Letter to the Editor

Out in the Cold Musher Frank Turner was talking about his appearance in one episode of the new series Out in the Cold.

Out in the Cold

Musher Frank Turner was talking about his appearance in one episode of the new series Out in the Cold.

He was appearing partly in order to get rid of ‘negative concepts’ some members of the public hold towards dog mushing.

In the interview, Turner compared the days of Jack London to the way sled dogs (‘athletes’) are treated now — he said the views “don’t reflect the current reality.”

How stupid do you think some of us members of the public are?

Here are some of the reasons why some people don’t have much respect for dog mushers, especially Yukon Quest mushers.

Remember that just before the 2007 Yukon Quest, Turner raised the issue of competitors (not himself though) culling sled dogs as part of the process of developing competitive teams.

Remember that three dogs were killed in the 2007 Quest and a whole bunch more were injured or run past the point of exhaustion.

Have any other Quest dogs died (been killed) after the race? Or is this also a secret?

In September there was a story about Turner in the Yukon News that reported he owned 120 dogs and was breeding more.

Then I look at the Out in the Cold website (and Turner’s own website) and see that Turner chains his dogs ‘out in the cold.’ Remember that I worked in Turner’s dog yard/gulag years ago (you can’t change this animal-rights activist).

Also, in February, the Yukon News reported that Turner “fought back tears” because of the suffering his dogs endured on the hard-packed Quest trail (it was like “running on pavement” for them).

Now Turner is again planning to expose his dogs to the same punishment in the 2008 Quest?

I was not surprised to see Turner’s good friends at the Yukon government pumping some of my hard-earned tax dollars into this dog mushing propaganda show. (Will the Yukon tourist economy fall apart without the labours of sled dogs?)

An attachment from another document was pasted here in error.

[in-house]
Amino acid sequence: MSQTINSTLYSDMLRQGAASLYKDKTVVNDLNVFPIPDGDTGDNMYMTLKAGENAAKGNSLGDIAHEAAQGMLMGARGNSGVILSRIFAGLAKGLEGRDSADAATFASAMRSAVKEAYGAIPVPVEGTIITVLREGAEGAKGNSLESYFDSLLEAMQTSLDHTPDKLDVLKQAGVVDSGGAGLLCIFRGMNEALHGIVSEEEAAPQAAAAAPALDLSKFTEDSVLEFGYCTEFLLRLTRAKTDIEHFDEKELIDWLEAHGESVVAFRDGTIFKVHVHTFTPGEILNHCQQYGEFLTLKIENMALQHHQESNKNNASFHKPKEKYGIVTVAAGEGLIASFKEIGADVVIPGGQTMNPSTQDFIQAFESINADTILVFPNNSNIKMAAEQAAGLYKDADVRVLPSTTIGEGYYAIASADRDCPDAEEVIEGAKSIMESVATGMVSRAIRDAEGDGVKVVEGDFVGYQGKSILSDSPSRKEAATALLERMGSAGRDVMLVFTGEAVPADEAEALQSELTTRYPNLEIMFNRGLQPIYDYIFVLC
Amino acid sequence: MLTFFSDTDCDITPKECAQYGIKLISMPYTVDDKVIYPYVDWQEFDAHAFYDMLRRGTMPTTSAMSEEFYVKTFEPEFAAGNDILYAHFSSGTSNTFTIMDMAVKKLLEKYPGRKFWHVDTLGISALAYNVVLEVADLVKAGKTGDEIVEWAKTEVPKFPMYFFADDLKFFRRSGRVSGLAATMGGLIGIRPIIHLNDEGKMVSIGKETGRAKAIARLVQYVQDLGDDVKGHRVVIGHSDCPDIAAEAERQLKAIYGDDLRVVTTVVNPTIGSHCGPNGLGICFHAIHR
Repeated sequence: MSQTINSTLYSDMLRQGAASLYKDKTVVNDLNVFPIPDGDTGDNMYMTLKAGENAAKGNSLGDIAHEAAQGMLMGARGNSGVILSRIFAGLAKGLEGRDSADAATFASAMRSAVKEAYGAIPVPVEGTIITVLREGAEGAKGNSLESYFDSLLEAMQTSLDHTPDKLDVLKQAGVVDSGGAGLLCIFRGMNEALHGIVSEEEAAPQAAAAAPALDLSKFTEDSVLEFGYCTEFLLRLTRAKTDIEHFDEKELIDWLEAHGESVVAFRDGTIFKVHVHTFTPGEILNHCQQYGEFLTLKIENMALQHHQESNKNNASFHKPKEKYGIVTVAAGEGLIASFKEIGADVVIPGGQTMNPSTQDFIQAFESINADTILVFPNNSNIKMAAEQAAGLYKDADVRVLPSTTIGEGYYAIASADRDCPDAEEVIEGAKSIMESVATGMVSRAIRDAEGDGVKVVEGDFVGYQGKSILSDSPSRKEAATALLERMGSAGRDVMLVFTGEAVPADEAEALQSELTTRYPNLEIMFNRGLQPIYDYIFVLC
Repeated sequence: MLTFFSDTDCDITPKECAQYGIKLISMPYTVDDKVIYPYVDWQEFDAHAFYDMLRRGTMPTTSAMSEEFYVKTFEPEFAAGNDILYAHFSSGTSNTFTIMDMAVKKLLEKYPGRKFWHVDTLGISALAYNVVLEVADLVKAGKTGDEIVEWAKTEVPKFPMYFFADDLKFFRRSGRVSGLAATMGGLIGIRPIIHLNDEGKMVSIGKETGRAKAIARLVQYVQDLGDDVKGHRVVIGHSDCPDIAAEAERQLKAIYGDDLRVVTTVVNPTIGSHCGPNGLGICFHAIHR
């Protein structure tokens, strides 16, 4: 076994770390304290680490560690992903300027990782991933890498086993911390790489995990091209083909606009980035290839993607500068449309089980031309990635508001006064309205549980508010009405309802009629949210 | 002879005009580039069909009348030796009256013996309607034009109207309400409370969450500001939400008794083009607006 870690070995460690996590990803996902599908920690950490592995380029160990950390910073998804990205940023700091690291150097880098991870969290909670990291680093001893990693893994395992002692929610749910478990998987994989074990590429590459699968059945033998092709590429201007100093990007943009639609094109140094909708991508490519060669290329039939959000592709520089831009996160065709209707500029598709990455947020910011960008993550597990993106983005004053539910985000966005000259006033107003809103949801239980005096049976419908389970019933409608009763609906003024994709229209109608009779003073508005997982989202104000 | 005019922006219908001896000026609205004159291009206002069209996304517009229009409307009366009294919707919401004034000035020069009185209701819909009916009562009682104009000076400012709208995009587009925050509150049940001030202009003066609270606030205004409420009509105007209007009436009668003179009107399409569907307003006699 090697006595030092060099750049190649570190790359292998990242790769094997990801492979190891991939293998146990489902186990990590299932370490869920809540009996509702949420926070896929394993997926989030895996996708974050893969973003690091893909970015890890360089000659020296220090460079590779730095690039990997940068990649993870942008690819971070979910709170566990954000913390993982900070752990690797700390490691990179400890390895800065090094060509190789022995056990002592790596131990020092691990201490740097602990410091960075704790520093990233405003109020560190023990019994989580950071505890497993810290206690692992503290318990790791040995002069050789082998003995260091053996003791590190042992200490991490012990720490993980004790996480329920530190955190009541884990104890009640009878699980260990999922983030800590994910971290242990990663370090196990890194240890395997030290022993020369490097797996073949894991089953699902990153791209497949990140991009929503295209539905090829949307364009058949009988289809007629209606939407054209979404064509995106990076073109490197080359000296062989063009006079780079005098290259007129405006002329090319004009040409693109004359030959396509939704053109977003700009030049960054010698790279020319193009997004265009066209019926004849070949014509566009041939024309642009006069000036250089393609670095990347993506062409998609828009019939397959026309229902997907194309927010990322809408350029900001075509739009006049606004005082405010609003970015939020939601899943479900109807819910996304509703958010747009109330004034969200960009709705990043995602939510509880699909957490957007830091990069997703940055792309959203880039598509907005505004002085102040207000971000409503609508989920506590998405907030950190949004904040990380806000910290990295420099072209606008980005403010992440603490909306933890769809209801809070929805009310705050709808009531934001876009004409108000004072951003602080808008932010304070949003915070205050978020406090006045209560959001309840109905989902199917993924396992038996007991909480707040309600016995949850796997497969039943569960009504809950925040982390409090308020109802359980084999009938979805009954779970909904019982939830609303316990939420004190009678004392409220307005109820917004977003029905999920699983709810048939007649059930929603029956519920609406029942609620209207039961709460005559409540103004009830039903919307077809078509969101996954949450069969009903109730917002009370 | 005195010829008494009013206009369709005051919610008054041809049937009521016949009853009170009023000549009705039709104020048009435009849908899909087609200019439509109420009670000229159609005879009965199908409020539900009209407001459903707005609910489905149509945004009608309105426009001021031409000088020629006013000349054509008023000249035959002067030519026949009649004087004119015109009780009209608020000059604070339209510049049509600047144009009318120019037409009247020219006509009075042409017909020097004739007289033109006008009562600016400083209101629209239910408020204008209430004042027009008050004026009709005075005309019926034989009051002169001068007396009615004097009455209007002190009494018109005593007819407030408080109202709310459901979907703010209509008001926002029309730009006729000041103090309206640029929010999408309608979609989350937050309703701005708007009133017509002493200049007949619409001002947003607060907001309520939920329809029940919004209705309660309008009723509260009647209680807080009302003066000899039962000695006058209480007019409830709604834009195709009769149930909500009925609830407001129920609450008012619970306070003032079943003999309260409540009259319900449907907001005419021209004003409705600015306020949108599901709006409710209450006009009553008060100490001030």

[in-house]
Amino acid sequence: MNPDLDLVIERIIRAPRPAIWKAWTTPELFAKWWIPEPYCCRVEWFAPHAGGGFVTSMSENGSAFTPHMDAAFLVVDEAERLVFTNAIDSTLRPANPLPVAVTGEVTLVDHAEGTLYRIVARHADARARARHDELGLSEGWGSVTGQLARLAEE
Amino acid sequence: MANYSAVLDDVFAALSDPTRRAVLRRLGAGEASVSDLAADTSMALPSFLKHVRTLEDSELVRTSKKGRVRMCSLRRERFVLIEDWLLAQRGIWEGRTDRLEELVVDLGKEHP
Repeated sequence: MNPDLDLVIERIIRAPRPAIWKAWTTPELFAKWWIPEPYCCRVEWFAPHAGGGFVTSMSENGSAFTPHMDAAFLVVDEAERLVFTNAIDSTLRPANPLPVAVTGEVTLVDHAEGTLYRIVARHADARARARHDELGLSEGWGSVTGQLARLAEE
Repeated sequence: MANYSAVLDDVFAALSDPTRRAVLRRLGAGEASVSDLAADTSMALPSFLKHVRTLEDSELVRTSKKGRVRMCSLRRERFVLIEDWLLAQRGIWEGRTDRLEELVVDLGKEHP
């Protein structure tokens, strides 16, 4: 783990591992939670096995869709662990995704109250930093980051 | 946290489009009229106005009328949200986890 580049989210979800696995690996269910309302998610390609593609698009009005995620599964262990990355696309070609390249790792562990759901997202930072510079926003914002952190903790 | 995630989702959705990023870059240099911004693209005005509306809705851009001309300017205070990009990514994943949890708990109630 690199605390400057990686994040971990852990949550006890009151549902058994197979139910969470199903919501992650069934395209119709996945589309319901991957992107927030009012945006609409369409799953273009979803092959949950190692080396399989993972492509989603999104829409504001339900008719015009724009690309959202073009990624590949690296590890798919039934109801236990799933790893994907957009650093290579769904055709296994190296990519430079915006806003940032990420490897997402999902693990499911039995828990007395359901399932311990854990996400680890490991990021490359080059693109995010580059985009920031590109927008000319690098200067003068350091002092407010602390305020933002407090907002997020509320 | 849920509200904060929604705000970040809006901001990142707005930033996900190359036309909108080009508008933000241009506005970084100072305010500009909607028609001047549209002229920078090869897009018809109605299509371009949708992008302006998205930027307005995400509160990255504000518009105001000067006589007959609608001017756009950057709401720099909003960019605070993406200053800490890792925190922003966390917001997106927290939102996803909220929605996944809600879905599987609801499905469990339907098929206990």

Turner, the Discovery Channel (and show producer Tookie Mercredi), and Yukon Tourism can fool some people, but you sure as hell do not fool me.

 

Mike Grieco

Whitehorse

The whining granola

gang strikes again!

I have been following the Wind River road project in the media for the last two weeks.

The “pristine wilderness” of the Eagle River Valley has not been mentioned. A very similar winter road to Old Crow has been built without fanfare or comment several times over the past few years.

I am sure the outfitters and tourism operators use this area as well. I don’t hear them whining over it.

Some media outlets appear to be lapdogs of the Yukon Conservation Society or Canadian Parks and Wilderness Society.

I would like to see equal space given to positions taken by mining stakeholders, industry experts and Atomic Energy of Canada Ltd. to obtain some objective balance.

Perhaps reporters could do their jobs rather than take orders from the granola gang.

Neil Johnson

Teslin

Grateful granola

gang member

I wanted to extend a big thanks for the excellent coverage on the Wind River road project!

Friday was a very snappy paper and I like to see there was even coverage in Monday’s paper.

I feel it is very important to keep this issue alive and in the public eye at least until the 22nd.

You rock!

Theresa Gulliver

Whitehorse

Tax grabs and service

fees hurt seniors

It is with some trepidation that I open the newspapers these days.